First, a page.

Go to Contents Go to Navigation

Seoul begins probe into possible faulty parts in Tesla model

All News 18:32 July 28, 2020

SEOUL, July 28 (Yonhap) -- South Korea's transport ministry said Tuesday it has recently ordered a probe into Tesla Motors Inc.'s Model 3 for possible problems with parts.

The Korea Automobile Testing & Research Institute (KATRI) of the Korea Transportation Safety Authority is looking into whether the Model 3's Autopilot driver-assist feature has any safety problems, an official at the Ministry of Land, Infrastructure and Transport said over the phone.

"The probe will be focused on the anti-lock brake system and the lane-keeping assist system amid reports that the vehicle may have faulty parts related to its autonomous driving program," the official said.

If the Model 3 turns out to have faulty components, the ministry said it will order the U.S. electric carmaker to recall the model.

This undated file photo, provided by Tesla, shows the Model X, Model S and Model X being charged by superchargers. (PHOTO NOT FOR SALE) (Yonhap)

This undated file photo, provided by Tesla, shows the Model X, Model S and Model X being charged by superchargers. (PHOTO NOT FOR SALE) (Yonhap)

The probe comes after Tesla posted stellar performance in South Korea this year.

Tesla sold a total of 7,079 vehicles in the Korean imported passenger car market from January to June, a whopping increase from just 422 units in the same period of last year.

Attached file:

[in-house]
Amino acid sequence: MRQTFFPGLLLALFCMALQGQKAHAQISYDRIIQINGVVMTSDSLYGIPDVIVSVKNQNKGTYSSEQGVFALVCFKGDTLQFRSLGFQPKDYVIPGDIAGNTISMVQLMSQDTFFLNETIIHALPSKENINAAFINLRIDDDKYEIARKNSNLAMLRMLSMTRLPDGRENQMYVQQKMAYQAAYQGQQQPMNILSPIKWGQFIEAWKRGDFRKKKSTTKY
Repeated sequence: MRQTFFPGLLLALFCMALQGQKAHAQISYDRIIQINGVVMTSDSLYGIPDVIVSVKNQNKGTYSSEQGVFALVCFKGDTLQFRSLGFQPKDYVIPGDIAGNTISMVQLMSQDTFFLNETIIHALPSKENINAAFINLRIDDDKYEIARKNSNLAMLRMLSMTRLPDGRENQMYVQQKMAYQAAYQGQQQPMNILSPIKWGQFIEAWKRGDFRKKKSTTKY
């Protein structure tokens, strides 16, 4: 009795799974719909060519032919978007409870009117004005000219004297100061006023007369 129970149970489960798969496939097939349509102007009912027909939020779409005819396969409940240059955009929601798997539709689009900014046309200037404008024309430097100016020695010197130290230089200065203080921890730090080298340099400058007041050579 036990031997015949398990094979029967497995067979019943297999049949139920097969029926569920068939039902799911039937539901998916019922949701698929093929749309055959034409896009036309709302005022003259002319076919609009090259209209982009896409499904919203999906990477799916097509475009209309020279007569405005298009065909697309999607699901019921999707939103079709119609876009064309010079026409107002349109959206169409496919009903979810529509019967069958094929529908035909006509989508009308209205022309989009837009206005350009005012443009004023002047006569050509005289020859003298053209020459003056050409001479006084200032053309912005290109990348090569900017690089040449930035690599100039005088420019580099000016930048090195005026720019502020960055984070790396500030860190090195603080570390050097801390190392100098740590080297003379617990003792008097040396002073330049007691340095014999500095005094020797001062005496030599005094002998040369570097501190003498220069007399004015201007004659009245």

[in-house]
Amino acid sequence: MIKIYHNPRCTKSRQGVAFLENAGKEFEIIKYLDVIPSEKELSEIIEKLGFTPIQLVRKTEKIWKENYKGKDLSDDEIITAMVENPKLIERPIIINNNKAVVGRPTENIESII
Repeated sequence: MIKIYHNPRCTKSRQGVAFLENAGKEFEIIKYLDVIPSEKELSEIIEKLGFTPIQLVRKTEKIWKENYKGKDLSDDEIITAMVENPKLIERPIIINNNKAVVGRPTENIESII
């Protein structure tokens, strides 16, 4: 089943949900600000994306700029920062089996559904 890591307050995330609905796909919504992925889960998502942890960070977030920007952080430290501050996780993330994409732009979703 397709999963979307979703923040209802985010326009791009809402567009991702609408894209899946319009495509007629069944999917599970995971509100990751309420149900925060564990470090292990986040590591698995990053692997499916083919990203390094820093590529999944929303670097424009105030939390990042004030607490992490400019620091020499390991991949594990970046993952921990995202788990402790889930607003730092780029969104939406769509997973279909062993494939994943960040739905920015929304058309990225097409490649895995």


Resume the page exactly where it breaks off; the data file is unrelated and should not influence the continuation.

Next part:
In June alone, a record 2,827 units of the Model 3 were delivered, sharply up from 121 units a year ago. The spike has been fueled by the popularity of the relatively affordable Model 3.

Among imported carmakers, Tesla ranked fourth in terms of sales last month, following Mercedes-Benz with 7,672 units, BMW's 4,069 and Audi's 3,401, according to the Korea Automobile Importers and Distributors Association.

Tesla Korea sells models such as the Model 3, Model S and Model X in South Korea.

The Model 3, Model S and Model X are available at the starting prices of 54 million won (US$44,000), 114 million won and 121 million won, respectively.

Customers can purchase the models at lower prices with a central government subsidy of 8 million won and a provincial government subsidy worth up to 10 million won.

Since it entered the Korean market in March 2017, Tesla has built about 450 slow-charging stations and 32 superchargers across the country. It takes 10 hours to fully charge a Tesla vehicle with a slow charger, but it takes about an hour with a supercharger.

To further boost sales here, Tesla named a financial expert as country director for South Korea in May.

Kim Kyung-ho, 44, began his term at Tesla Korea on May 12 after serving as vice president at the Korean branch of U.S.-based bank State Street for 7 1/2 years.


Issue Keywords
Most Liked
Most Saved
Most Viewed More
Send Feedback
How can we improve?
Thanks for your feedback!